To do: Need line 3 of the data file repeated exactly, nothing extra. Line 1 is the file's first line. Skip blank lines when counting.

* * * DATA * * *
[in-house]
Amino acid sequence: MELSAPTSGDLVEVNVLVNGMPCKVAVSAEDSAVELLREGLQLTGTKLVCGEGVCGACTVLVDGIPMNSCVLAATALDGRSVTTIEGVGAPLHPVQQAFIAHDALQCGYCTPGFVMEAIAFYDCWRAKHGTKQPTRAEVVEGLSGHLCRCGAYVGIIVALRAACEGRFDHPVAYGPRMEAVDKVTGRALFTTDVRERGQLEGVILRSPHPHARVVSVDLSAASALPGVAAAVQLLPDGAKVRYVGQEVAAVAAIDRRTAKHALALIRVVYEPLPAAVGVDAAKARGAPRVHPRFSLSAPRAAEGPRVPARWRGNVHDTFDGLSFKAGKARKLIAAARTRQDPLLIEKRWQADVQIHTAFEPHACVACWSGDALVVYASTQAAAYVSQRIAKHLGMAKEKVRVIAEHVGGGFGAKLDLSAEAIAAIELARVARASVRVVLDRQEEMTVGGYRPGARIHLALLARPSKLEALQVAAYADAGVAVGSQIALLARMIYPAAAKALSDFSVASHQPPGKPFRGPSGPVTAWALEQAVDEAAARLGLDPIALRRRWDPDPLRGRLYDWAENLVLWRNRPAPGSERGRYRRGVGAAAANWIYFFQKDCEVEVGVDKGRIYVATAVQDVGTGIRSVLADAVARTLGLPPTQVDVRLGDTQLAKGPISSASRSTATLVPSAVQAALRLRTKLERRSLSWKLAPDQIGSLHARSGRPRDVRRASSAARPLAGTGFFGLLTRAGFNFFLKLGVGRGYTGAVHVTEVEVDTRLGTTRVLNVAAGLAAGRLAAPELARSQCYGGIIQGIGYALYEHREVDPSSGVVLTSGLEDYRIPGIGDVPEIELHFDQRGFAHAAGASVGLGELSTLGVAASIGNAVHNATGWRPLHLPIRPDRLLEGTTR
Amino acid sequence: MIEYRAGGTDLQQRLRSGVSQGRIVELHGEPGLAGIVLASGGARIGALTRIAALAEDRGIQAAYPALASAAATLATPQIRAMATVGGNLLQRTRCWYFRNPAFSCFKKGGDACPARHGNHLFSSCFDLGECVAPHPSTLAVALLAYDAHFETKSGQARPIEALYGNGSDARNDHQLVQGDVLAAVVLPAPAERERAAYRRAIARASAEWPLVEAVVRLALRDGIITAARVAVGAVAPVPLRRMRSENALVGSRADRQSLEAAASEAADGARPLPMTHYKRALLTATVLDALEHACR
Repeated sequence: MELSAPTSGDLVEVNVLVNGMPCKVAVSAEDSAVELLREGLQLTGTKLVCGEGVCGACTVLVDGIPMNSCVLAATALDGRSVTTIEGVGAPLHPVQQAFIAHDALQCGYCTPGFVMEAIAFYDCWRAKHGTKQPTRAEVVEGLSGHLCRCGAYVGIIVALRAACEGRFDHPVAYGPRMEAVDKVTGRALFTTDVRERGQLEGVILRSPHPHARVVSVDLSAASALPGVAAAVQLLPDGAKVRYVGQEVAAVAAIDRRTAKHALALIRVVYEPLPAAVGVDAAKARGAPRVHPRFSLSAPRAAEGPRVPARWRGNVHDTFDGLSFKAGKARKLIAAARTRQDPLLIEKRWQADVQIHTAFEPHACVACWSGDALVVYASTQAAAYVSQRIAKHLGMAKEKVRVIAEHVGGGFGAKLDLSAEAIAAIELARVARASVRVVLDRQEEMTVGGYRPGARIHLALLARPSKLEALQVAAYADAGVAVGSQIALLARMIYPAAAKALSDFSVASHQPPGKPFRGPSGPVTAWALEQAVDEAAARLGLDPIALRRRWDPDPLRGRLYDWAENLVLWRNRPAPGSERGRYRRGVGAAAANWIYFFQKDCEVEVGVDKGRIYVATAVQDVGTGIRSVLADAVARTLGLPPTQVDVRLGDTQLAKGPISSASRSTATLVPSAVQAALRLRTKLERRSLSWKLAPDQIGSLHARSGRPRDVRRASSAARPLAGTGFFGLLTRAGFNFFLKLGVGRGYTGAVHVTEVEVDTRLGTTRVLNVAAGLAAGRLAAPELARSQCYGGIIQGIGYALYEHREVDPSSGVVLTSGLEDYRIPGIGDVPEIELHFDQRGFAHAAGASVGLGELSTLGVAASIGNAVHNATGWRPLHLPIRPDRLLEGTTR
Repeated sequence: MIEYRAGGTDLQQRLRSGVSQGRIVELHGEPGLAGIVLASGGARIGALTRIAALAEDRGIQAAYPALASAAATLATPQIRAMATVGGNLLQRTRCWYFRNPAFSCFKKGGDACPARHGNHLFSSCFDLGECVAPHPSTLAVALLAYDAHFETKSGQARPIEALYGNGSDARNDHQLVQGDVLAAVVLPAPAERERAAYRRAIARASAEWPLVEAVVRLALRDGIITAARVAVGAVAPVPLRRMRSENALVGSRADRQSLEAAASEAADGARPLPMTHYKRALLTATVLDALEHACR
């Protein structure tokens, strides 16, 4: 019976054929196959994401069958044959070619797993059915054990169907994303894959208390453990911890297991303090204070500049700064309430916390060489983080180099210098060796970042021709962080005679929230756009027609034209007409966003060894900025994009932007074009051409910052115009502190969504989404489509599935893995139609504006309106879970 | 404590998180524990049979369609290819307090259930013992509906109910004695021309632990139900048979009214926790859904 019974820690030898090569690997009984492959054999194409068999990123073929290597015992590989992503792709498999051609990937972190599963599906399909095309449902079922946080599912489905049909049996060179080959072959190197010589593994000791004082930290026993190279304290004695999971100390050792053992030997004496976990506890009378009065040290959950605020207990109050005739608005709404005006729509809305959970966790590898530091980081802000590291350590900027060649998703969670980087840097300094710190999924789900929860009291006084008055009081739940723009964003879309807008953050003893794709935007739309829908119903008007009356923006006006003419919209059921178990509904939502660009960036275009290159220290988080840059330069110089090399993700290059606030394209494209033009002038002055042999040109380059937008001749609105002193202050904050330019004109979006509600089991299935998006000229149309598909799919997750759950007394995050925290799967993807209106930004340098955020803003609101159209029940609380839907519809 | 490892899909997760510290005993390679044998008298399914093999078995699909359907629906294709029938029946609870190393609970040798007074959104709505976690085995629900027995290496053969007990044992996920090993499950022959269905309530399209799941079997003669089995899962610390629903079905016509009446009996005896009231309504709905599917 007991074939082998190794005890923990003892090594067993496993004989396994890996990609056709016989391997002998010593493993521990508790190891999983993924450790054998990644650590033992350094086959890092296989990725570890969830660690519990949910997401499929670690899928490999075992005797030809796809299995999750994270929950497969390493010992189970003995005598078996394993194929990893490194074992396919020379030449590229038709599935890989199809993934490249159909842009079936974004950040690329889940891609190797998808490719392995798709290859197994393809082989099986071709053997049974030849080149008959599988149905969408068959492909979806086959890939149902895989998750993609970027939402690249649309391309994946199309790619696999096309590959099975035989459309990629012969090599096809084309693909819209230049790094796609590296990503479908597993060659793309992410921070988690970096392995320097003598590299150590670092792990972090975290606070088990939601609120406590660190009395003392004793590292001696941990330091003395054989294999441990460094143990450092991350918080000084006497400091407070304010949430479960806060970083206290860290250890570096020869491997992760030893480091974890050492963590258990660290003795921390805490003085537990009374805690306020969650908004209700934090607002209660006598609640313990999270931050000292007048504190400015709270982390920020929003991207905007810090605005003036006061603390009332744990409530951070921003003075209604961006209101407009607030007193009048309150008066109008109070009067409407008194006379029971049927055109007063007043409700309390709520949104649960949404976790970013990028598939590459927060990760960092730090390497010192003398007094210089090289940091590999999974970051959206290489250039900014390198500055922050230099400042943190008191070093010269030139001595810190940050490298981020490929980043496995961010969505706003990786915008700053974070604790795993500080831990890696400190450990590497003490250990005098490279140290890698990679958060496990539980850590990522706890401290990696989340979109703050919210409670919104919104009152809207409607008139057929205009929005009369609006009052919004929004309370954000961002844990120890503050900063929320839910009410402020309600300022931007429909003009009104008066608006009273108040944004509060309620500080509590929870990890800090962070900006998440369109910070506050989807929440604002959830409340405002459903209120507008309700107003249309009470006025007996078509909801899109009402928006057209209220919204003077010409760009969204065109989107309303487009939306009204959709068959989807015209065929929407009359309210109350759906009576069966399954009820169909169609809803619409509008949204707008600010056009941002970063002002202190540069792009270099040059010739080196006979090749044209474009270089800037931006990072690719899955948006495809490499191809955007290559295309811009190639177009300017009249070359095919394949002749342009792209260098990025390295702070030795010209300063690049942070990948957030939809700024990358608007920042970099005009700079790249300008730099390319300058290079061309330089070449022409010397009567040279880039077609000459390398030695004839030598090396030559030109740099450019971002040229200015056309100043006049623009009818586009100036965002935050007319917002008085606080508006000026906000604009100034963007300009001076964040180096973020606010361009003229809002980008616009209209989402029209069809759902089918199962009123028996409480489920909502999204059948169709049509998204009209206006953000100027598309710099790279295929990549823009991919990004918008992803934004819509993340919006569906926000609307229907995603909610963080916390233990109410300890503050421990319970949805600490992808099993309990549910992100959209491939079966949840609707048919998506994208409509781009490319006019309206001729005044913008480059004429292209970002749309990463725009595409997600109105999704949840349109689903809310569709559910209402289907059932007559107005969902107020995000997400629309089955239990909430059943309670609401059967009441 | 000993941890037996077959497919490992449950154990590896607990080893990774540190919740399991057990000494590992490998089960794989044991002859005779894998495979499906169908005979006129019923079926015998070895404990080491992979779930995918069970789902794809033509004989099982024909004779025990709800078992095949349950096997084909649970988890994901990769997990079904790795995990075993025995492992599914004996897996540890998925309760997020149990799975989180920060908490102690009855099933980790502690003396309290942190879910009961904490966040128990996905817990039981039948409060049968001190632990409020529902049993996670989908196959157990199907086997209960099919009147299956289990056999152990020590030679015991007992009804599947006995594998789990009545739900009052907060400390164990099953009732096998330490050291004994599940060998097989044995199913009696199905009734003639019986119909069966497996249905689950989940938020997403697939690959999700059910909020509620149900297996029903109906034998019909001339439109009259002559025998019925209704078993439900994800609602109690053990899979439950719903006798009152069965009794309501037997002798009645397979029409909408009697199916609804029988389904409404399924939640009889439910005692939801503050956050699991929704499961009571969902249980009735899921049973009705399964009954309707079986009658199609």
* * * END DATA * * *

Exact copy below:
Amino acid sequence: MIEYRAGGTDLQQRLRSGVSQGRIVELHGEPGLAGIVLASGGARIGALTRIAALAEDRGIQAAYPALASAAATLATPQIRAMATVGGNLLQRTRCWYFRNPAFSCFKKGGDACPARHGNHLFSSCFDLGECVAPHPSTLAVALLAYDAHFETKSGQARPIEALYGNGSDARNDHQLVQGDVLAAVVLPAPAERERAAYRRAIARASAEWPLVEAVVRLALRDGIITAARVAVGAVAPVPLRRMRSENALVGSRADRQSLEAAASEAADGARPLPMTHYKRALLTATVLDALEHACR